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Smith v. Attorney General of State of Pennsyvania

United States District Court, W.D. Pennsylvania

June 26, 2019

JOSEPH SMITH, Petitioner,
v.
THE ATTORNEY GENERAL OF THE STATE OF PENNSYVANIA, DISTRICT ATTORNEY OF ALLEGHENY COUNTY, TOM McGINLEY, Superintendent of SCI Coal Township, Respondents.

          MEMORANDUM OPINION AND ORDER

          JUDGE DAVID STEWART CERCONE

         Before the Court is an appeal (ECF No. 43)[1] filed by Petitioner Joseph Smith (“Smith” or “Petitioner”) requesting review of the magistrate judge's Order dated April 4, 2019 (ECF No. 42) (the “Order”), which denied without prejudice Petitioner's motion for appointment of counsel.

         Upon review of the matters raised by Petitioner, the Court concludes that the Order appealed from is neither clearly erroneous nor an abuse of discretion. Therefore, Petitioner's appeal will be dismissed.

         Standard of Review

         The Federal Magistrates Act, 28 U.S.C. §§ 631-639, provides two separate standards for judicial review of a magistrate judge's decision: (i) “de novo” for magistrate resolution of dispositive matters, 28 U.S.C. § 636(b)(1)(B)-(C), and (ii) “clearly erroneous or contrary to law” for magistrate resolution of nondispositive matters. 28 U.S.C. § 636(b)(1)(A). Accord Fed.R.Civ.P. 72(a), (b); Local Civil Rule 72.1(C)(2); see Cipollone v. Liggett Group, Inc., 785 F.2d 1108, 1113 (3d Cir. 1986).

         The Order of April 4, 2019, was for a non-dispositive matter under 28 U.S.C. § 636(b)(1)(A) and, thus, will not be disturbed unless it is found to be clearly erroneous or contrary to law. A finding is clearly erroneous “when although there is evidence to support it, the reviewing court on the entire evidence is left with the definite and firm conviction that a mistake has been committed.” Anderson v. City of Bessemer City, N.C. , 470 U.S. 564, 573 (1985) (citing United States v. United States Gypsum Co., 333 U.S. 364 (1948)).

         Discussion

         Upon review of the record in this matter, the Court finds that the decision of the magistrate judge to deny Plaintiff's request for appointment of counsel was neither clearly erroneous nor contrary to law.

         This is Petitioner's second request for appointment of counsel. As the magistrate judge explained, there is no federal right to habeas corpus counsel, Pennsylvania v. Finley, 481 U.S. 551, 555 (1987) (“[the Supreme Court[ ha[s] never held that prisoners have a constitutional right to counsel when mounting collateral attacks upon their convictions”), and, because this is a noncapital case, Petitioner has no statutory right to counsel either. It is within the Court's discretion to appoint a financially eligible habeas petitioner counsel if it determines that the interests of justice so require. 28 U.S.C. § 2254(h); 18 U.S.C. § 3006A(a)(2)(B); Section IV.A.2.b of the Criminal Justice Act Plan of the United States District Court for the Western District of Pennsylvania. Under Rule 6(a) of the Rules Governing Section 2254 Cases in the United States District Courts, the Court must appoint counsel to represent a financially eligible petitioner if it authorizes discovery and determines that appointment is "necessary for effective discovery[.]" Under Rule 8(c), the Court must appoint counsel to represent a financially eligible petitioner if it determines that "an evidentiary hearing is warranted[.]"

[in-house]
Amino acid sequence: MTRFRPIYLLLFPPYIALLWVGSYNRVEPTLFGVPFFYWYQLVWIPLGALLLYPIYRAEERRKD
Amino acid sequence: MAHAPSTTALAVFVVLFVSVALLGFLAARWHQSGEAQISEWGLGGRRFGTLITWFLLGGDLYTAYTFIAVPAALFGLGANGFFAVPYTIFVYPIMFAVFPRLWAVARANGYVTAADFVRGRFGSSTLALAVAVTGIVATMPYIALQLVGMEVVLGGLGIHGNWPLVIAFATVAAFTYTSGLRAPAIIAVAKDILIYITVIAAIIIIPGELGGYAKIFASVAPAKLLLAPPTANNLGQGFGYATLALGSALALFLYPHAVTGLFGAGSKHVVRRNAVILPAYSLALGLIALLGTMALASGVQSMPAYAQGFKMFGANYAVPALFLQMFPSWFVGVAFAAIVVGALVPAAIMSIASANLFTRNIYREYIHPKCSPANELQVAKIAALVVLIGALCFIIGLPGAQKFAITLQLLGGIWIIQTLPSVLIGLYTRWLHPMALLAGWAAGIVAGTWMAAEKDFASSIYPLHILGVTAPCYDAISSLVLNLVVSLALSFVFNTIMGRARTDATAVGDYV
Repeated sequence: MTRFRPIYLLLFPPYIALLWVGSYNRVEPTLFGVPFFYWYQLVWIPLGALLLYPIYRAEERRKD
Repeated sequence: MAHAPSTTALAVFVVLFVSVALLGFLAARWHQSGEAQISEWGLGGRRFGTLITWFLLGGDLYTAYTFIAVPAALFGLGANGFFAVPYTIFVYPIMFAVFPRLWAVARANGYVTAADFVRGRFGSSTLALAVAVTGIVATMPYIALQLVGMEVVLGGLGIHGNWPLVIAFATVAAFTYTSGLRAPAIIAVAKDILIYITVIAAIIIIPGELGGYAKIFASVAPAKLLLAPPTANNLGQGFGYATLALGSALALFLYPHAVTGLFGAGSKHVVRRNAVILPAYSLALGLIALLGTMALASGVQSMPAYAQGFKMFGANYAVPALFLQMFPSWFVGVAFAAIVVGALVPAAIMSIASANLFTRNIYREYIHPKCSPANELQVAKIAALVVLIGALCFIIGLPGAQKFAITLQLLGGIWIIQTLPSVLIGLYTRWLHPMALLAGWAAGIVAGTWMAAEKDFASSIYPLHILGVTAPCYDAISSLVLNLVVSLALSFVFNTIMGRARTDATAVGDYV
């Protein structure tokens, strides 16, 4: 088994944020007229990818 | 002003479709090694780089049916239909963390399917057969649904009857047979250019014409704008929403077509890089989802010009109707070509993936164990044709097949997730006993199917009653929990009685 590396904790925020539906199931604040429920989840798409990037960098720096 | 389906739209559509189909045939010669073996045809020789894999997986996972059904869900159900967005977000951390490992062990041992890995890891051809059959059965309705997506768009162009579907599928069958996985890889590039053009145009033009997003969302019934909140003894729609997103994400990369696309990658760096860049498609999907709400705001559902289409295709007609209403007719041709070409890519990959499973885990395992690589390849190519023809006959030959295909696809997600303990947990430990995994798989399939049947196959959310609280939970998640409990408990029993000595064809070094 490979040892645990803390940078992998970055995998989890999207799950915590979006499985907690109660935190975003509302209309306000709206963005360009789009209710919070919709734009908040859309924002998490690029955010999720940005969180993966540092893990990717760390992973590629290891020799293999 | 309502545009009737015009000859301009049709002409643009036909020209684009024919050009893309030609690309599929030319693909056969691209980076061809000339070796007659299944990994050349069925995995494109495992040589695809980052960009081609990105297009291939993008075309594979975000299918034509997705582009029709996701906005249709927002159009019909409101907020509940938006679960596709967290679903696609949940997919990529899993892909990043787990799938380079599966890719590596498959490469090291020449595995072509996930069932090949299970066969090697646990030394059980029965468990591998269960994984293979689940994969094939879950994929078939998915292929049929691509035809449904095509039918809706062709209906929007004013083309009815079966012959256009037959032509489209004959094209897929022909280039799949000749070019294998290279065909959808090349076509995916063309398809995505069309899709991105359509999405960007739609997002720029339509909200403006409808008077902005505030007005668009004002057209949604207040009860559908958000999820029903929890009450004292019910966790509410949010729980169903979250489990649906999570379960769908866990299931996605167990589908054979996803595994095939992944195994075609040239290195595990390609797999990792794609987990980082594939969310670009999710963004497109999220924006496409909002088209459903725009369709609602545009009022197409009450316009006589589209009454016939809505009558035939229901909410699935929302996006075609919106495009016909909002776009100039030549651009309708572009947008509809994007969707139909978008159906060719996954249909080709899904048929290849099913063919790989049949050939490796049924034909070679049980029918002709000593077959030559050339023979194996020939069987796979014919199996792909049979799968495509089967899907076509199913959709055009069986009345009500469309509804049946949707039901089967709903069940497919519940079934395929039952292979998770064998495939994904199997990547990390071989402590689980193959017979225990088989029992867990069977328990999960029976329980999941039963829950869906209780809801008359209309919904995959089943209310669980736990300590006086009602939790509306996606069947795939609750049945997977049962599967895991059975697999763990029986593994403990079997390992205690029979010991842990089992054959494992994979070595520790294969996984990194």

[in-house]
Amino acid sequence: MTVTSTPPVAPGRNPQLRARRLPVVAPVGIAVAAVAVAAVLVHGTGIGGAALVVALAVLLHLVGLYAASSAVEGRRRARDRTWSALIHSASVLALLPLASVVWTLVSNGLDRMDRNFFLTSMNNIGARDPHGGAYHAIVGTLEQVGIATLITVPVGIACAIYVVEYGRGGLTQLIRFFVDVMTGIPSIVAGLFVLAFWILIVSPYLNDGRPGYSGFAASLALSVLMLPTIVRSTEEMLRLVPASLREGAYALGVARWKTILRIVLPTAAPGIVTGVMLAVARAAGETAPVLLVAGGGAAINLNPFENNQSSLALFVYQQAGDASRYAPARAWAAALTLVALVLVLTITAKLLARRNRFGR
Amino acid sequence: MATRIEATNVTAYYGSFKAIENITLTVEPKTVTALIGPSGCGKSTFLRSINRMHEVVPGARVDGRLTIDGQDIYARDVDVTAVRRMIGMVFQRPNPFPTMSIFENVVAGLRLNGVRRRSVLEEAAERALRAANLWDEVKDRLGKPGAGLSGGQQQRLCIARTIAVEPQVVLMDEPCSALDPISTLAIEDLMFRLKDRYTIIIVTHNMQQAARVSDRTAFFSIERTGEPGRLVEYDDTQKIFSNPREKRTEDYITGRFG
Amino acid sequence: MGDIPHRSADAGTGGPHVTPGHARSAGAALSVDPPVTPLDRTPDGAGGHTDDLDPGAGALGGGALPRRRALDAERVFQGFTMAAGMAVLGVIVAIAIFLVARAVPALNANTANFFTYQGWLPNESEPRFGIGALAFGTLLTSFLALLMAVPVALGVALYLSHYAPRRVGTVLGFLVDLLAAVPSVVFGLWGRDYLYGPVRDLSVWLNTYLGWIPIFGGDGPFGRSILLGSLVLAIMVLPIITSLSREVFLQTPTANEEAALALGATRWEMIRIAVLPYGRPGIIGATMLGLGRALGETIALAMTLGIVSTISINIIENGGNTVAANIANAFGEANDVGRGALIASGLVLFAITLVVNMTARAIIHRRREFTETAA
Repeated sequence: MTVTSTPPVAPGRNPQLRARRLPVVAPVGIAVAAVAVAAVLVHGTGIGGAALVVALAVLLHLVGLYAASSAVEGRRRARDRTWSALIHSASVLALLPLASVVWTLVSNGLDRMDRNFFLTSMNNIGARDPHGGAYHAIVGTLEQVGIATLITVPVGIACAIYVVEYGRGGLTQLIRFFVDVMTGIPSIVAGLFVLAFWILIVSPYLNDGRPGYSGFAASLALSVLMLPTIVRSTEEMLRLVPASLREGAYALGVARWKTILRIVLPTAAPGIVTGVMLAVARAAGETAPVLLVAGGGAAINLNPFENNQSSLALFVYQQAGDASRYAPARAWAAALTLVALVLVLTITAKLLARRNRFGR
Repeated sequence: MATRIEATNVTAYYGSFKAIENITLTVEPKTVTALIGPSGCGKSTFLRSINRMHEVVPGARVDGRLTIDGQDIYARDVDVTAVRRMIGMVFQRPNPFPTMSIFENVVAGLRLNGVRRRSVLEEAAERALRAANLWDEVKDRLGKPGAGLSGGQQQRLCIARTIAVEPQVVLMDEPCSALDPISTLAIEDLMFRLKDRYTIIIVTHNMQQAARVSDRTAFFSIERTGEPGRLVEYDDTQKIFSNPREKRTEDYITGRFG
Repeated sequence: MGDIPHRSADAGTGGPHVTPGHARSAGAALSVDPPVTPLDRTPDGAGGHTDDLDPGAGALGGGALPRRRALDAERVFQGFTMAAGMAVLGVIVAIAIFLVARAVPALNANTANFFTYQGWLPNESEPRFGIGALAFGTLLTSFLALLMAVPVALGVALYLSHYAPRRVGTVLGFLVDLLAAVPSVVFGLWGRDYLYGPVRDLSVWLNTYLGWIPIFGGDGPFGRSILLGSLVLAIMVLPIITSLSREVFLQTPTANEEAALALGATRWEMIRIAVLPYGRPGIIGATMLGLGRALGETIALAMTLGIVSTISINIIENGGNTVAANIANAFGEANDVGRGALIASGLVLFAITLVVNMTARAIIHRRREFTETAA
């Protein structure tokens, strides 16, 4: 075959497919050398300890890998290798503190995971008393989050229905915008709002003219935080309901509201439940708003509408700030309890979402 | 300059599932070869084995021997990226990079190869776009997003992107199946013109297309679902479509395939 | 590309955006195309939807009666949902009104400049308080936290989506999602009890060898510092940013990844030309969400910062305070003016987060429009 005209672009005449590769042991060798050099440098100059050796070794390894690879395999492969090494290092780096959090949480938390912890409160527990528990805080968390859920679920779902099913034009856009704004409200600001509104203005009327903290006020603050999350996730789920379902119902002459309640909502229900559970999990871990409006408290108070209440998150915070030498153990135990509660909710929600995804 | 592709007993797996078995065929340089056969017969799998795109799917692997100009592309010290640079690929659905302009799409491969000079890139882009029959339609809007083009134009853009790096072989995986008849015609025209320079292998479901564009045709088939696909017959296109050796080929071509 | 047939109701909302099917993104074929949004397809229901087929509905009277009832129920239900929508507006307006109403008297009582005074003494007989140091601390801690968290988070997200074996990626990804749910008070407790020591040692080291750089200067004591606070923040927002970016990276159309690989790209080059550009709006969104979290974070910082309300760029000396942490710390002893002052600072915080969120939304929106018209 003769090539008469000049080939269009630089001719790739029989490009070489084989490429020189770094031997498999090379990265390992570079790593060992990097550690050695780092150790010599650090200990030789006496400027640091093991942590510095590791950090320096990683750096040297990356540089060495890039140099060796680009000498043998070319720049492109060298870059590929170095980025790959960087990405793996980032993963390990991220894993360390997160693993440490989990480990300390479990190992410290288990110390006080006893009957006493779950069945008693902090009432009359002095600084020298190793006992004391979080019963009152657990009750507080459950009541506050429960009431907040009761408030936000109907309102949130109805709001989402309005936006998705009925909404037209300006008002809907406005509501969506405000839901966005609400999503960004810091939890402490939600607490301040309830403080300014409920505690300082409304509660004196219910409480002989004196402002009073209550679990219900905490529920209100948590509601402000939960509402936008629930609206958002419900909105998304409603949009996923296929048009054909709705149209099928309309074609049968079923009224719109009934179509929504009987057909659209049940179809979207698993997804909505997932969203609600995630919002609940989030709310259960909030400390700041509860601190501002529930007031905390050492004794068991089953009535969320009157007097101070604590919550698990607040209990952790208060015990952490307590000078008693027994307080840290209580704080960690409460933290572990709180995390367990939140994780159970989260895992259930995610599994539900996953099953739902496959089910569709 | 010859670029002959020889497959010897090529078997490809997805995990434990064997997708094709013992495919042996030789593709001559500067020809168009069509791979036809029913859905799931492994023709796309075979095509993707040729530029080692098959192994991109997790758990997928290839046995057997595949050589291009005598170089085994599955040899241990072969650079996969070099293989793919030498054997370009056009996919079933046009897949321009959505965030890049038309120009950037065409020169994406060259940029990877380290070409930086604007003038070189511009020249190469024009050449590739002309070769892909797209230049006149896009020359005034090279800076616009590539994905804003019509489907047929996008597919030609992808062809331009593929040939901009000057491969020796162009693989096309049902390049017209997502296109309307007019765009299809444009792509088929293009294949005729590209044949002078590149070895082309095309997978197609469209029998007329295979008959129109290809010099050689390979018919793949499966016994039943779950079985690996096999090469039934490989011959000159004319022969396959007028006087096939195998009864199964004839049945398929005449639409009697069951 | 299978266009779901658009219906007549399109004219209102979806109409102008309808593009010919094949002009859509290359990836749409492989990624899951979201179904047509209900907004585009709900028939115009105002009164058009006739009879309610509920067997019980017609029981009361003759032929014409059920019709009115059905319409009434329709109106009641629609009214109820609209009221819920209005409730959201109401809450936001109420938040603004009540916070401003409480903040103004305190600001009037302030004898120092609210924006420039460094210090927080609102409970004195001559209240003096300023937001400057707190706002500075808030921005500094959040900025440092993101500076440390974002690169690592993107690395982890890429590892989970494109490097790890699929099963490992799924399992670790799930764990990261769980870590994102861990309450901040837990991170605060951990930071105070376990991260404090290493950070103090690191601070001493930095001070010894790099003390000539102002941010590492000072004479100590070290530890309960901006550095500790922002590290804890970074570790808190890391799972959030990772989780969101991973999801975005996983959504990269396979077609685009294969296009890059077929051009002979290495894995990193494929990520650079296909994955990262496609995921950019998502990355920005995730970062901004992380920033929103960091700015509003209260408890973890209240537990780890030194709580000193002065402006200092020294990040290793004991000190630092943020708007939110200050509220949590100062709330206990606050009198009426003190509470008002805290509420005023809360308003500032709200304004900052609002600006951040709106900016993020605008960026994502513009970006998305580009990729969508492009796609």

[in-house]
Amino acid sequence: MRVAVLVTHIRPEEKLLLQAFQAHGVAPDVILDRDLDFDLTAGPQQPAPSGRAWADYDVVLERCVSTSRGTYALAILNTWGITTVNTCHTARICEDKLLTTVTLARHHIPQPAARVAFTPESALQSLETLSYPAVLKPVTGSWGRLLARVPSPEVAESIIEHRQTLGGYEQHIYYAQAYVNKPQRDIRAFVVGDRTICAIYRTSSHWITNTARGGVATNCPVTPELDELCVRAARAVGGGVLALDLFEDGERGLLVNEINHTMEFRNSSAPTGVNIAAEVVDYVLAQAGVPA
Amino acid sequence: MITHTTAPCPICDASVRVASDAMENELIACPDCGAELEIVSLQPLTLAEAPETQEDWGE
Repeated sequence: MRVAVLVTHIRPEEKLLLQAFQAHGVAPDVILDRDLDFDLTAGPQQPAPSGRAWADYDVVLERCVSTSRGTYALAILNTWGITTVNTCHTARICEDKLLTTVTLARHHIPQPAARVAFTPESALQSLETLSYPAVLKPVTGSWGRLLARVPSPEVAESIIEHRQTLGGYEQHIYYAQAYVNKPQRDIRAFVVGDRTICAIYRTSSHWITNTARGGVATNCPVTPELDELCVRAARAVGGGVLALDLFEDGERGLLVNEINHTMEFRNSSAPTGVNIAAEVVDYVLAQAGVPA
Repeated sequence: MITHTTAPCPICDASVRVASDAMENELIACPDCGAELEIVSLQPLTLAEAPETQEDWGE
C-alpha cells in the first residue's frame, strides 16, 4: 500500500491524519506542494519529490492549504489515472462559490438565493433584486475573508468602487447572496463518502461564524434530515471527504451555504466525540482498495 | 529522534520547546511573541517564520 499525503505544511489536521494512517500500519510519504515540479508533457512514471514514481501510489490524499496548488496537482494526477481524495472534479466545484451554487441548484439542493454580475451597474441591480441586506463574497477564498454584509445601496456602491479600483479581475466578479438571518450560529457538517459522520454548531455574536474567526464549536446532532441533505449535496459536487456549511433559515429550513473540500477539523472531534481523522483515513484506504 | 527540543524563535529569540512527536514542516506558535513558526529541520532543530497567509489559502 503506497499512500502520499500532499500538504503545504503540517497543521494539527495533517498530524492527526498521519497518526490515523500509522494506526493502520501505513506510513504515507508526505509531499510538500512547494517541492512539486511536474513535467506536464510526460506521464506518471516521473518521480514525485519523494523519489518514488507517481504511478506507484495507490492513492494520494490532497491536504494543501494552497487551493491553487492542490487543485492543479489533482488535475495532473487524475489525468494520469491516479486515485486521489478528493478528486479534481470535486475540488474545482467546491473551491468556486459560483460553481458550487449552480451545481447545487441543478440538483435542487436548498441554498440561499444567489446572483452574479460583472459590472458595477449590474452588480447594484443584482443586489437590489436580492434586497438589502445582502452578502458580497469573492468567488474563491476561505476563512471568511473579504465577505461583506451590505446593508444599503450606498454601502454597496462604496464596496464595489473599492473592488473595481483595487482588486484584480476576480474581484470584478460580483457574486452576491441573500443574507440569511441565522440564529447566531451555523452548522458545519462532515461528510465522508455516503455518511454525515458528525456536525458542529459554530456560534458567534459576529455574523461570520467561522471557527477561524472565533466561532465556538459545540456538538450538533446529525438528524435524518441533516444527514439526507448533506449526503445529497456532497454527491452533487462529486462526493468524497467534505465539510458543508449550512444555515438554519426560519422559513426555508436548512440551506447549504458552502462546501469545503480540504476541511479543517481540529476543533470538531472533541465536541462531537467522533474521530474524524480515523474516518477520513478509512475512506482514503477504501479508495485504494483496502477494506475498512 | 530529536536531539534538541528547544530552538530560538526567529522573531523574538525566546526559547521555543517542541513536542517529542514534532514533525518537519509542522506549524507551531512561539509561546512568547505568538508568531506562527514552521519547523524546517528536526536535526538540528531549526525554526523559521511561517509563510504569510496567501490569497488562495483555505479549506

The magistrate judge has determined that there are no grounds to support the appointment of counsel at this time and, therefore, denied without prejudice Petitioner's motion to appoint counsel. As the magistrate judge explained, in the event the Court subsequently determines that this case is one in which it should exercise its discretion and appoint Petitioner counsel, or is one in which it must appoint counsel for him, the Court will do so in accordance with its Criminal Justice Act Plan. Except in those habeas corpus cases where an evidentiary hearing is required, or “necessary for effective discovery, ” and not until that time, is the appointment of counsel required. See Rules Governing 2254 in the United States District Courts, Rules 6(a) and 8(c). Prior to such occurrence, the appointment of counsel is discretionary if the Court determines that the interests of justice so require.

         For all these reasons, the Court finds that Petitioner has not shown that the magistrate judge's ruling was clearly erroneous or contrary to law. Accordingly, Petitioner's appeal is DENIED.

         It is so ORDERED.

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